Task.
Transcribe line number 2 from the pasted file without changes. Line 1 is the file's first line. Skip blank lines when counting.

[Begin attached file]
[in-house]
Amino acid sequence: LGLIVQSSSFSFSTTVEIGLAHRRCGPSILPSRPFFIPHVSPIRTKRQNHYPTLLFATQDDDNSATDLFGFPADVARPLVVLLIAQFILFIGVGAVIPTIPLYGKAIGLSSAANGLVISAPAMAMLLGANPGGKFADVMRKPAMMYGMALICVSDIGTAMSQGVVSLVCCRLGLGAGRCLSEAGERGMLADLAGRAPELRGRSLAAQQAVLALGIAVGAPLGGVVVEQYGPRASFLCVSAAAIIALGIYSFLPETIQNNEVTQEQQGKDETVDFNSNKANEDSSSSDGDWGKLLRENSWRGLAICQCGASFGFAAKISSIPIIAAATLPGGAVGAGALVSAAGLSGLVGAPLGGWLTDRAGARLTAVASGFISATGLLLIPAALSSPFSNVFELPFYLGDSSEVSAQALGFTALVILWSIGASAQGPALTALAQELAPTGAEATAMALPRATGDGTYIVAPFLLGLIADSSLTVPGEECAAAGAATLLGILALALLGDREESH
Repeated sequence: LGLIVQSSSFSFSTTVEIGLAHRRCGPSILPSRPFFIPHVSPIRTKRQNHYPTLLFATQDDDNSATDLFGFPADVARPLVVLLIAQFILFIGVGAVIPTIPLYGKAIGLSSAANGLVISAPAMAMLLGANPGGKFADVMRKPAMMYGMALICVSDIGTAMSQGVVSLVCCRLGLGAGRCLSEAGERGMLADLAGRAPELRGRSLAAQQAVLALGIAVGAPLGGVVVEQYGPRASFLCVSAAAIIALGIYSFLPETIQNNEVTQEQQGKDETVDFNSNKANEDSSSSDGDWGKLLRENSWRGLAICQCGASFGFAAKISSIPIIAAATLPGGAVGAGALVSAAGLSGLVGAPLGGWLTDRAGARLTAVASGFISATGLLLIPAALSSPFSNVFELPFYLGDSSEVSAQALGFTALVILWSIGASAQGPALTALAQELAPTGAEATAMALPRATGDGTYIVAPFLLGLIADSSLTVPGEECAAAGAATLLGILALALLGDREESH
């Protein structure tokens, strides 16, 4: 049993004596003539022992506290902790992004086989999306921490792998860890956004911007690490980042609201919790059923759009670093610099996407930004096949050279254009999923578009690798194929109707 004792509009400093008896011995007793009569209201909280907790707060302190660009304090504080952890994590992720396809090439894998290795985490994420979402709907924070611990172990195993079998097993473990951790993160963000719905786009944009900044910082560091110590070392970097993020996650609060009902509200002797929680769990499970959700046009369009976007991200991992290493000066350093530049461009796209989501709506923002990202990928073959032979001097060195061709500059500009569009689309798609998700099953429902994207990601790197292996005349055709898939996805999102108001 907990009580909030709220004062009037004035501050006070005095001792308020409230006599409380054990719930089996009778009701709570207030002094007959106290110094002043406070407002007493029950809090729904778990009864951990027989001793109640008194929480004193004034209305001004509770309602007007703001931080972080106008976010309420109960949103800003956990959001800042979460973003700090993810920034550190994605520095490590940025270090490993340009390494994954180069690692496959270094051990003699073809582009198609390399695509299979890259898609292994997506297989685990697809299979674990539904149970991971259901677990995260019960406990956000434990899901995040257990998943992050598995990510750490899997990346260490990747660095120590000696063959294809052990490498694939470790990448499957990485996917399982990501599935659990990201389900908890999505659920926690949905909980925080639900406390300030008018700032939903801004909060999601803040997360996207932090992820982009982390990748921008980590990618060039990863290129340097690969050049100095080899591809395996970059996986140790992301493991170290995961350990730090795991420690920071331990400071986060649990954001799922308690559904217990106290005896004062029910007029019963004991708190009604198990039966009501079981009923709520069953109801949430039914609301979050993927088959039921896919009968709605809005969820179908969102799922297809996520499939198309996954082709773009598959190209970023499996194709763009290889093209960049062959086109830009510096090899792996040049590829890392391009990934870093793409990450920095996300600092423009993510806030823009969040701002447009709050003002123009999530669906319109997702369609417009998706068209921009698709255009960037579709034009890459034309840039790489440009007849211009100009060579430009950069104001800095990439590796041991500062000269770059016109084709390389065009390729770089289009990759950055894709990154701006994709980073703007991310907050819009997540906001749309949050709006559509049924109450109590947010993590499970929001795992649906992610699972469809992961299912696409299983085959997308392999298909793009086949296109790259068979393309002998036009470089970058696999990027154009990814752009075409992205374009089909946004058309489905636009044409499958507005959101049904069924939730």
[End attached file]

Amino acid sequence: LGLIVQSSSFSFSTTVEIGLAHRRCGPSILPSRPFFIPHVSPIRTKRQNHYPTLLFATQDDDNSATDLFGFPADVARPLVVLLIAQFILFIGVGAVIPTIPLYGKAIGLSSAANGLVISAPAMAMLLGANPGGKFADVMRKPAMMYGMALICVSDIGTAMSQGVVSLVCCRLGLGAGRCLSEAGERGMLADLAGRAPELRGRSLAAQQAVLALGIAVGAPLGGVVVEQYGPRASFLCVSAAAIIALGIYSFLPETIQNNEVTQEQQGKDETVDFNSNKANEDSSSSDGDWGKLLRENSWRGLAICQCGASFGFAAKISSIPIIAAATLPGGAVGAGALVSAAGLSGLVGAPLGGWLTDRAGARLTAVASGFISATGLLLIPAALSSPFSNVFELPFYLGDSSEVSAQALGFTALVILWSIGASAQGPALTALAQELAPTGAEATAMALPRATGDGTYIVAPFLLGLIADSSLTVPGEECAAAGAATLLGILALALLGDREESH